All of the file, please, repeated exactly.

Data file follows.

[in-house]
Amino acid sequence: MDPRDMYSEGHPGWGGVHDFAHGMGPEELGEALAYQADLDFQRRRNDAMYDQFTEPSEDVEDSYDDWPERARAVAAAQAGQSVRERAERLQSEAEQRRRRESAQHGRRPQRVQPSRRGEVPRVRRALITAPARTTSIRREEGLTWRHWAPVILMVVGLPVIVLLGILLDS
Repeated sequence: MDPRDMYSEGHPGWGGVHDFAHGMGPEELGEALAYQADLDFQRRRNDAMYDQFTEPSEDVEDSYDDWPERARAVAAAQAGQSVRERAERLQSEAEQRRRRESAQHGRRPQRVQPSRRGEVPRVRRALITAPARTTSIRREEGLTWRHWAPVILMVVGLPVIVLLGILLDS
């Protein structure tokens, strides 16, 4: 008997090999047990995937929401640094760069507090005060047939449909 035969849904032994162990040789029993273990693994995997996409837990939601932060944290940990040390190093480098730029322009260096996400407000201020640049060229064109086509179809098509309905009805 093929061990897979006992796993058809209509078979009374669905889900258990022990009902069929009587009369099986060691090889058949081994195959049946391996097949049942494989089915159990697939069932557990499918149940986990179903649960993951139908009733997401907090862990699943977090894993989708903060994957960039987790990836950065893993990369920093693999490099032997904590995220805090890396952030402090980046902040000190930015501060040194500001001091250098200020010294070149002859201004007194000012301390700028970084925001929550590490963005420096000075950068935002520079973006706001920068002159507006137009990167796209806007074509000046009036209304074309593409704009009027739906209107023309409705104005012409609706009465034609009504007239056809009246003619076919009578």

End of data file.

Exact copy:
[in-house]
Amino acid sequence: MDPRDMYSEGHPGWGGVHDFAHGMGPEELGEALAYQADLDFQRRRNDAMYDQFTEPSEDVEDSYDDWPERARAVAAAQAGQSVRERAERLQSEAEQRRRRESAQHGRRPQRVQPSRRGEVPRVRRALITAPARTTSIRREEGLTWRHWAPVILMVVGLPVIVLLGILLDS
Repeated sequence: MDPRDMYSEGHPGWGGVHDFAHGMGPEELGEALAYQADLDFQRRRNDAMYDQFTEPSEDVEDSYDDWPERARAVAAAQAGQSVRERAERLQSEAEQRRRRESAQHGRRPQRVQPSRRGEVPRVRRALITAPARTTSIRREEGLTWRHWAPVILMVVGLPVIVLLGILLDS
């Protein structure tokens, strides 16, 4: 008997090999047990995937929401640094760069507090005060047939449909 035969849904032994162990040789029993273990693994995997996409837990939601932060944290940990040390190093480098730029322009260096996400407000201020640049060229064109086509179809098509309905009805 093929061990897979006992796993058809209509078979009374669905889900258990022990009902069929009587009369099986060691090889058949081994195959049946391996097949049942494989089915159990697939069932557990499918149940986990179903649960993951139908009733997401907090862990699943977090894993989708903060994957960039987790990836950065893993990369920093693999490099032997904590995220805090890396952030402090980046902040000190930015501060040194500001001091250098200020010294070149002859201004007194000012301390700028970084925001929550590490963005420096000075950068935002520079973006706001920068002159507006137009990167796209806007074509000046009036209304074309593409704009009027739906209107023309409705104005012409609706009465034609009504007239056809009246003619076919009578």